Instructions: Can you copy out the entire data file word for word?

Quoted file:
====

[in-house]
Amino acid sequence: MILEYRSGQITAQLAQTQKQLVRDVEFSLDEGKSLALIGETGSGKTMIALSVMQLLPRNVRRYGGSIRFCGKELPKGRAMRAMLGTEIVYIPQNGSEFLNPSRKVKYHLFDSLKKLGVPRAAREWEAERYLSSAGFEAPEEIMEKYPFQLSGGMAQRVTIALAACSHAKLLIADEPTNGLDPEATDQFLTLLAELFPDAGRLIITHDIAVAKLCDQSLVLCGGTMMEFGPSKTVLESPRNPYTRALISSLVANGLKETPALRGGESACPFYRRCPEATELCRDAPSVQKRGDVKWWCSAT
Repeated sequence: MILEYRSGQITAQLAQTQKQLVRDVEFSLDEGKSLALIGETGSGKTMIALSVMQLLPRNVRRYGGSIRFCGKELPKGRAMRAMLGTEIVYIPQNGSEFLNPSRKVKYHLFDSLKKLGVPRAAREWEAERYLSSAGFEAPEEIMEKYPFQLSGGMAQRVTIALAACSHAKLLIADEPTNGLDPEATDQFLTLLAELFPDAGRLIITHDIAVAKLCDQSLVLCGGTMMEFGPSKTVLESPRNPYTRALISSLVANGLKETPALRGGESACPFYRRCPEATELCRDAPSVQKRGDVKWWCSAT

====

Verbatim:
[in-house]
Amino acid sequence: MILEYRSGQITAQLAQTQKQLVRDVEFSLDEGKSLALIGETGSGKTMIALSVMQLLPRNVRRYGGSIRFCGKELPKGRAMRAMLGTEIVYIPQNGSEFLNPSRKVKYHLFDSLKKLGVPRAAREWEAERYLSSAGFEAPEEIMEKYPFQLSGGMAQRVTIALAACSHAKLLIADEPTNGLDPEATDQFLTLLAELFPDAGRLIITHDIAVAKLCDQSLVLCGGTMMEFGPSKTVLESPRNPYTRALISSLVANGLKETPALRGGESACPFYRRCPEATELCRDAPSVQKRGDVKWWCSAT
Repeated sequence: MILEYRSGQITAQLAQTQKQLVRDVEFSLDEGKSLALIGETGSGKTMIALSVMQLLPRNVRRYGGSIRFCGKELPKGRAMRAMLGTEIVYIPQNGSEFLNPSRKVKYHLFDSLKKLGVPRAAREWEAERYLSSAGFEAPEEIMEKYPFQLSGGMAQRVTIALAACSHAKLLIADEPTNGLDPEATDQFLTLLAELFPDAGRLIITHDIAVAKLCDQSLVLCGGTMMEFGPSKTVLESPRNPYTRALISSLVANGLKETPALRGGESACPFYRRCPEATELCRDAPSVQKRGDVKWWCSAT